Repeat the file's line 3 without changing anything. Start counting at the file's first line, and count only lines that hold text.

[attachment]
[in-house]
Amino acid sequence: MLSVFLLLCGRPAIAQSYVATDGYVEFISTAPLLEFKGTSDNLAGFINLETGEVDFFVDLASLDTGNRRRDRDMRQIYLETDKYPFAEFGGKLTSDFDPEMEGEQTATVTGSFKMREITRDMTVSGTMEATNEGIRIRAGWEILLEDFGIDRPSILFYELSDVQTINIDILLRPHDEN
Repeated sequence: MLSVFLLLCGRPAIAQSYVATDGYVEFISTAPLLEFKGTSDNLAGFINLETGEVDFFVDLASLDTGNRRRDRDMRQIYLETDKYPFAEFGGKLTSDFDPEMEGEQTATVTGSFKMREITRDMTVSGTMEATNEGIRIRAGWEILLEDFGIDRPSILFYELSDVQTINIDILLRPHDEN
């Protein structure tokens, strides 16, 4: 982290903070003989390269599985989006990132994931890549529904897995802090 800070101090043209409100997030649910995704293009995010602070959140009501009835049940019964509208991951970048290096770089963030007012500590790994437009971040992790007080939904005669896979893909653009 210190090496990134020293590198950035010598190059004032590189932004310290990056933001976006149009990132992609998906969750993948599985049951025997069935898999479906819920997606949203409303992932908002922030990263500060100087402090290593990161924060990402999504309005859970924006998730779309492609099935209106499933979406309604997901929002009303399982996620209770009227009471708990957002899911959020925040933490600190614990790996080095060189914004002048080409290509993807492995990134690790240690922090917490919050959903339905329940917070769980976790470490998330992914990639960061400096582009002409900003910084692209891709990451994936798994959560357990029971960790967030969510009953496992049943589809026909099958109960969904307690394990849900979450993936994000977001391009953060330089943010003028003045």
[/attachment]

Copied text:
Repeated sequence: MLSVFLLLCGRPAIAQSYVATDGYVEFISTAPLLEFKGTSDNLAGFINLETGEVDFFVDLASLDTGNRRRDRDMRQIYLETDKYPFAEFGGKLTSDFDPEMEGEQTATVTGSFKMREITRDMTVSGTMEATNEGIRIRAGWEILLEDFGIDRPSILFYELSDVQTINIDILLRPHDEN